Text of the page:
As a key center of global trade, Newport occupied a principal place in the American landscape in the 17th and 18th centuries. Indeed, the social and economic relationships emanating from Newport spread out, linking Europeans, Africans, and Native Americans and shaping the histories of millions of people throughout the colonial and into the early national period. Today, the legacy of this shared American past is materialized in buildings, furnishings, curated objects, and archaeological sites. The preservation and interpretation of these treasured resources poses challenges, but also provides many opportunities to connect professionals and the public and to improve our understanding of the “forgotten” experiences of groups whose voices are keenly absent in current histories.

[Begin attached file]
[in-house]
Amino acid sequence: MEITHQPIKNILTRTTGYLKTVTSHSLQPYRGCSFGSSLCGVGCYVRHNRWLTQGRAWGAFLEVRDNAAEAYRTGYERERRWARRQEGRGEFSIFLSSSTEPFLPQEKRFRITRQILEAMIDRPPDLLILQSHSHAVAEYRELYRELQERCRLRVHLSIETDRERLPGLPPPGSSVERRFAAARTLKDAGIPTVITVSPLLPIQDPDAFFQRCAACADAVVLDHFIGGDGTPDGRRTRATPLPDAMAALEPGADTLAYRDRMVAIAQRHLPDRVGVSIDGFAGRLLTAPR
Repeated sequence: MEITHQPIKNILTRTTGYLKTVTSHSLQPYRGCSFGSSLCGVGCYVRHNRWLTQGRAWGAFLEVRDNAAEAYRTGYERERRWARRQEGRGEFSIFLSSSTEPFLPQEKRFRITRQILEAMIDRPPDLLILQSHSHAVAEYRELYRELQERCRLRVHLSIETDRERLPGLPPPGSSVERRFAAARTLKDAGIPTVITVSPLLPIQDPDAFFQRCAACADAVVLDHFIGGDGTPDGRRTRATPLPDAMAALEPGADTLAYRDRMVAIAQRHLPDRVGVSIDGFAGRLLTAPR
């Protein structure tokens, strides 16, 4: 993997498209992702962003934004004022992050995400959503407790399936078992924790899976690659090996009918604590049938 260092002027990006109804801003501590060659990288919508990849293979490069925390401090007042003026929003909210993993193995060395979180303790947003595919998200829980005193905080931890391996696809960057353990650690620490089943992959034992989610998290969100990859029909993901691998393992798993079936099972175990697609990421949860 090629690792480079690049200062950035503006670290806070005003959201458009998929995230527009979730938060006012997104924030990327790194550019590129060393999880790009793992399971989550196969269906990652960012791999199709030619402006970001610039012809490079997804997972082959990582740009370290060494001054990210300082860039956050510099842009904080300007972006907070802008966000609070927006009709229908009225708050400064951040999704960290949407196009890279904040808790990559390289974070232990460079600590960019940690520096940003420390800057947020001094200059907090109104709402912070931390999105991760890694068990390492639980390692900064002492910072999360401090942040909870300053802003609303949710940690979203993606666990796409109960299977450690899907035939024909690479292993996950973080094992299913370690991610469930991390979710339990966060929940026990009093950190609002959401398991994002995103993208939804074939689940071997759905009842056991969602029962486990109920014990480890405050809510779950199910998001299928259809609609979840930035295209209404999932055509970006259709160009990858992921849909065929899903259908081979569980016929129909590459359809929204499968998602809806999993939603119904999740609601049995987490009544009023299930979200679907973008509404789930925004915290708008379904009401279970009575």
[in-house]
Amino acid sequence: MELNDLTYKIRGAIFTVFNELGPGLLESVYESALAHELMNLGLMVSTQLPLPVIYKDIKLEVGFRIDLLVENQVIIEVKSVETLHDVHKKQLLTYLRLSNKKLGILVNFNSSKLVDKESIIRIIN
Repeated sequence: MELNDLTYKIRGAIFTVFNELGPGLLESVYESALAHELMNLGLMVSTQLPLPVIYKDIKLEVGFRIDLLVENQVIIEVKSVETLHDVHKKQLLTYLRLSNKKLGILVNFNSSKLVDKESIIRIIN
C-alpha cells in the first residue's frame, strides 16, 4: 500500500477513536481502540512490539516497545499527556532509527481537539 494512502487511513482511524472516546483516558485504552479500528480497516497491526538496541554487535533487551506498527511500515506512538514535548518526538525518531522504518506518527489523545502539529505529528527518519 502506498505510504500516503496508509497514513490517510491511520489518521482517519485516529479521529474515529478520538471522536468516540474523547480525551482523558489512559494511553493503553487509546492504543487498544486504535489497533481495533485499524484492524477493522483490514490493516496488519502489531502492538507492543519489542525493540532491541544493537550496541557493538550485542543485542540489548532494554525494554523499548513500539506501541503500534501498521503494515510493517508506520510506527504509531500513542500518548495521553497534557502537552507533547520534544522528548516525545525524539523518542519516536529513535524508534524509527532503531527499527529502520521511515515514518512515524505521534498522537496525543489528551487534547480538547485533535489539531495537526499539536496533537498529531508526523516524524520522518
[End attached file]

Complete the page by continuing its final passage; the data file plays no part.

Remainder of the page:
The Noreen Stonor Drexel Cultural and Historic Preservation Program at Salve Regina University invites proposals for its annual conference, to be held Oct. 22-24, 2015 in Newport, RI. As the title suggests, the conference will focus on the preservation and interpretation of pre-1820 buildings, objects, and sites in the Americas. Papers in the fields of architecture, archaeology, material culture, museum studies, and preservation planning/policy are especially encouraged.
Proposals will be accepted for individual papers, complete panels and student lightning talks. The deadline to submit proposals is March 1, 2015. Notice of acceptance will be made on a rolling basis and no later than May 15, 2015.
This public conference will include presentations, tours, student lightning talks and networking opportunities. Historic Newport is home to the largest collection of colonial-era structures as well as the oldest lending library, synagogue and continuously operating tavern in the country. The conference is presented by Salve Regina University in partnership with the Newport Restoration Foundation.